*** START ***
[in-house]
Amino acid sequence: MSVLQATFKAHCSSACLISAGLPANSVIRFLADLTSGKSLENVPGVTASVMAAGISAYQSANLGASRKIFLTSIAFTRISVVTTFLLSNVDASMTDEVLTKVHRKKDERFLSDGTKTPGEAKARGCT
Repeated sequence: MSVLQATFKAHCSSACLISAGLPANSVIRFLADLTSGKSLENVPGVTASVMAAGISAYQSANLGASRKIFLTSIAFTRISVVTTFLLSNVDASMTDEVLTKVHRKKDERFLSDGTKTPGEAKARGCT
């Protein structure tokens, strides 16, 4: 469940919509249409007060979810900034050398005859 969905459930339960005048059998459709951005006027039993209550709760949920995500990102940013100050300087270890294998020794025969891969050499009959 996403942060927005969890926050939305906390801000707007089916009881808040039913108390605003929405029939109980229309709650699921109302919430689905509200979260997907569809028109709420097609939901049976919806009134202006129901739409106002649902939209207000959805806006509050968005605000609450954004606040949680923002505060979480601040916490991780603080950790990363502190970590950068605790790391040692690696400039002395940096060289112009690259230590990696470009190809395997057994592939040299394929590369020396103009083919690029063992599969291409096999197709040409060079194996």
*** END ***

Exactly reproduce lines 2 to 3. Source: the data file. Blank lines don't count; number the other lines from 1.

Amino acid sequence: MSVLQATFKAHCSSACLISAGLPANSVIRFLADLTSGKSLENVPGVTASVMAAGISAYQSANLGASRKIFLTSIAFTRISVVTTFLLSNVDASMTDEVLTKVHRKKDERFLSDGTKTPGEAKARGCT
Repeated sequence: MSVLQATFKAHCSSACLISAGLPANSVIRFLADLTSGKSLENVPGVTASVMAAGISAYQSANLGASRKIFLTSIAFTRISVVTTFLLSNVDASMTDEVLTKVHRKKDERFLSDGTKTPGEAKARGCT